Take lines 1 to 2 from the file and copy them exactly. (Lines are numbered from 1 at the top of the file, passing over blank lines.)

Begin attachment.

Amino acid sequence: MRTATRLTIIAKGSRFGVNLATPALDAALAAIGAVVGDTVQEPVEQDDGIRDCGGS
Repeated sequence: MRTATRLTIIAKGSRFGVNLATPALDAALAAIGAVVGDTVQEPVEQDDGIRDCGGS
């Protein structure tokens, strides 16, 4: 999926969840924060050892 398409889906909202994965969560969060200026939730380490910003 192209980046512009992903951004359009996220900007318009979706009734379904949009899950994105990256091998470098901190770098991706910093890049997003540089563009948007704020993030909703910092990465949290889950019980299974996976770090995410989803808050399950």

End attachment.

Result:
Amino acid sequence: MRTATRLTIIAKGSRFGVNLATPALDAALAAIGAVVGDTVQEPVEQDDGIRDCGGS
Repeated sequence: MRTATRLTIIAKGSRFGVNLATPALDAALAAIGAVVGDTVQEPVEQDDGIRDCGGS